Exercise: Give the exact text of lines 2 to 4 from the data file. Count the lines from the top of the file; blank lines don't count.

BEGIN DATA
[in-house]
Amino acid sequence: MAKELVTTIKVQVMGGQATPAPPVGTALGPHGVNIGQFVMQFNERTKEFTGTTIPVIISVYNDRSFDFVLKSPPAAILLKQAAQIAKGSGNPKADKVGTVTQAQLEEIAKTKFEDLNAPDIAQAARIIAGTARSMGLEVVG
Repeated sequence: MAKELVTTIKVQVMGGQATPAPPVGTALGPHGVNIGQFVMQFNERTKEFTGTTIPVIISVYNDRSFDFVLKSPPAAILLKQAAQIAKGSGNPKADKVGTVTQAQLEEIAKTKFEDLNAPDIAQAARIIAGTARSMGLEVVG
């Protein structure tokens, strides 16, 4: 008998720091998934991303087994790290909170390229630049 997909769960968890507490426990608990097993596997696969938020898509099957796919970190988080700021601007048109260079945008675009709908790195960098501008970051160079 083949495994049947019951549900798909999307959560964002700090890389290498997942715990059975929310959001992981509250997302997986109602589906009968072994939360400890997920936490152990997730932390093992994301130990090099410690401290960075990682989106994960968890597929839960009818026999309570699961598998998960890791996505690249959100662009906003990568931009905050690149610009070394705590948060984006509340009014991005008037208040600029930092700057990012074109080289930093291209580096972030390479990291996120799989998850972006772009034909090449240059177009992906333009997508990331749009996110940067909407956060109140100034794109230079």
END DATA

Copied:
Amino acid sequence: MAKELVTTIKVQVMGGQATPAPPVGTALGPHGVNIGQFVMQFNERTKEFTGTTIPVIISVYNDRSFDFVLKSPPAAILLKQAAQIAKGSGNPKADKVGTVTQAQLEEIAKTKFEDLNAPDIAQAARIIAGTARSMGLEVVG
Repeated sequence: MAKELVTTIKVQVMGGQATPAPPVGTALGPHGVNIGQFVMQFNERTKEFTGTTIPVIISVYNDRSFDFVLKSPPAAILLKQAAQIAKGSGNPKADKVGTVTQAQLEEIAKTKFEDLNAPDIAQAARIIAGTARSMGLEVVG
């Protein structure tokens, strides 16, 4: 008998720091998934991303087994790290909170390229630049 997909769960968890507490426990608990097993596997696969938020898509099957796919970190988080700021601007048109260079945008675009709908790195960098501008970051160079 083949495994049947019951549900798909999307959560964002700090890389290498997942715990059975929310959001992981509250997302997986109602589906009968072994939360400890997920936490152990997730932390093992994301130990090099410690401290960075990682989106994960968890597929839960009818026999309570699961598998998960890791996505690249959100662009906003990568931009905050690149610009070394705590948060984006509340009014991005008037208040600029930092700057990012074109080289930093291209580096972030390479990291996120799989998850972006772009034909090449240059177009992906333009997508990331749009996110940067909407956060109140100034794109230079």